Future teachers integrate technology into art classes with new program

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Future teachers integrate technology into art classes with new program


Dr. Sean Justice and his students worked with families on Feb. 17 to use computer science in an artistic way.



Photo By Sonia Garcia

Dr. Sean Justice and his students worked with families on Feb. 17 to use computer science in an artistic way.
Photo By Sonia Garcia

Dr. Sean Justice and his students worked with families on Feb. 17 to use computer science in an artistic way.
Photo By Sonia Garcia

Dr. Sean Justice and his students worked with families on Feb. 17 to use computer science in an artistic way.
Photo By Sonia Garcia

Sonia Garcia

Coding mixed with art may sound unusual, but art education students are proving otherwise.

Sean Justice, assistant professor in the School of Art and Design, along with his art education students, have been working on Families Learning Together. Justice started the project in 2017 to research the way educators interact with students and parents together. The project has allowed Justice and his students to introduce families to technology that creates art.

Families Learning Together is possible with the help of a research enhancement grant provided by Texas State. The project includes weekend workshops and after-school clubs for families to come together and learn new computer science skills in order to develop an art piece with it.

The workshop times and locations vary but so far, the program has teamed up with San Marcos’ elementary schools and the public library. For the past two workshops, parents were encouraged to code with their children by using Scratch, a programming language and online community targeting children. Attendees faced challenges but ended up creating online visuals.

The stereotype behind computer science is that it may be difficult and primarily fitting for white men in isolated settings. Families Learning Together strives to challenge that stigma.

“We need to raise the status of computer science as an art form, so as a community, we can see computer science as something fun, creative and meaningful,” Justice said. “I would love it if, as soon as you thought of computer science, the image was everyone having fun and making stories and robots.”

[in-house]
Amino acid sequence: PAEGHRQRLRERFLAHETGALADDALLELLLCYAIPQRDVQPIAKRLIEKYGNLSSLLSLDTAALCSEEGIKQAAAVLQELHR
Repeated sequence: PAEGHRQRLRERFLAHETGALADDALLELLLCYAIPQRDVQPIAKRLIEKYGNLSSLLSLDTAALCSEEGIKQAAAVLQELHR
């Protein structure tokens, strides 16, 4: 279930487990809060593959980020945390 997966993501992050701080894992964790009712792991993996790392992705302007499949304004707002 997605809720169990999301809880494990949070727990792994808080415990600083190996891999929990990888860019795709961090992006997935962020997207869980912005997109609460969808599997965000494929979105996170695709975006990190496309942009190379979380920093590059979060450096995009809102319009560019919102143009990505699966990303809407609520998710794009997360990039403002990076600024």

Justice is extremely proud of the project’s contribution to the community. No one said parents and educators can’t continue learning beside children. The program Justice built created the reality that everyone can learn together.

Justice said teaching has been a constant in his life. While working toward his doctorate degree at Columbia University, he was part of a team that learned about how people operated artistically with machines.

When Justice started his job at Texas State in fall 2016, he wanted to work on something similar. Additionally, having children of his own made him much more aware of how school classrooms worked and he wanted to become involved.

Nidia Mendoza, studio art senior, said the experience she has gotten with Families Learning Together has been very beneficial to her becoming a teacher.

“Really understanding what computers, art and technology as a whole can do in a classroom is something I think I would integrate into my curriculum,” Mendoza said.

Justice is currently working with the SMCISD to see how he can apply his work in actual classrooms. He said there are a lot of different people who have similar ideas and concerns.

Analisa Esther, history and dance double major senior, said the community has been really receptive to the program by spreading the word about its existence.

“I feel like when I help people in the community it helps others in the community, like a chain reaction,” Esther said.

To stay up-to-date with Families Learning Together, visit its Twitter account: @FLT_SMTX.

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